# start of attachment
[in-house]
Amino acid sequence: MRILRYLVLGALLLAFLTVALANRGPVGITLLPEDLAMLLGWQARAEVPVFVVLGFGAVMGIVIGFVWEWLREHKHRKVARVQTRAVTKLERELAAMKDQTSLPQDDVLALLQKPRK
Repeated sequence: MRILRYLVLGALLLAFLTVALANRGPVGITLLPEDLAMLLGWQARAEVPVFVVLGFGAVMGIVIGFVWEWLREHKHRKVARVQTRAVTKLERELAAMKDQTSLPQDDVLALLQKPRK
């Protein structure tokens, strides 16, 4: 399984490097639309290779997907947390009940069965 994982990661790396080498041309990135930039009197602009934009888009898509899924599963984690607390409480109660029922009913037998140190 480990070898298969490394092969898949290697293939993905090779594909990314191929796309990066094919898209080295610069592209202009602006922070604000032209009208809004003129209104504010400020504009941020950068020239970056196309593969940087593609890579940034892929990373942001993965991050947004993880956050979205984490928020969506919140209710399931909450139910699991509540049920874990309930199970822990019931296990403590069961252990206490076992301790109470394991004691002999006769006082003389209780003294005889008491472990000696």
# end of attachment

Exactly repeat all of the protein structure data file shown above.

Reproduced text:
[in-house]
Amino acid sequence: MRILRYLVLGALLLAFLTVALANRGPVGITLLPEDLAMLLGWQARAEVPVFVVLGFGAVMGIVIGFVWEWLREHKHRKVARVQTRAVTKLERELAAMKDQTSLPQDDVLALLQKPRK
Repeated sequence: MRILRYLVLGALLLAFLTVALANRGPVGITLLPEDLAMLLGWQARAEVPVFVVLGFGAVMGIVIGFVWEWLREHKHRKVARVQTRAVTKLERELAAMKDQTSLPQDDVLALLQKPRK
């Protein structure tokens, strides 16, 4: 399984490097639309290779997907947390009940069965 994982990661790396080498041309990135930039009197602009934009888009898509899924599963984690607390409480109660029922009913037998140190 480990070898298969490394092969898949290697293939993905090779594909990314191929796309990066094919898209080295610069592209202009602006922070604000032209009208809004003129209104504010400020504009941020950068020239970056196309593969940087593609890579940034892929990373942001993965991050947004993880956050979205984490928020969506919140209710399931909450139910699991509540049920874990309930199970822990019931296990403590069961252990206490076992301790109470394991004691002999006769006082003389209780003294005889008491472990000696």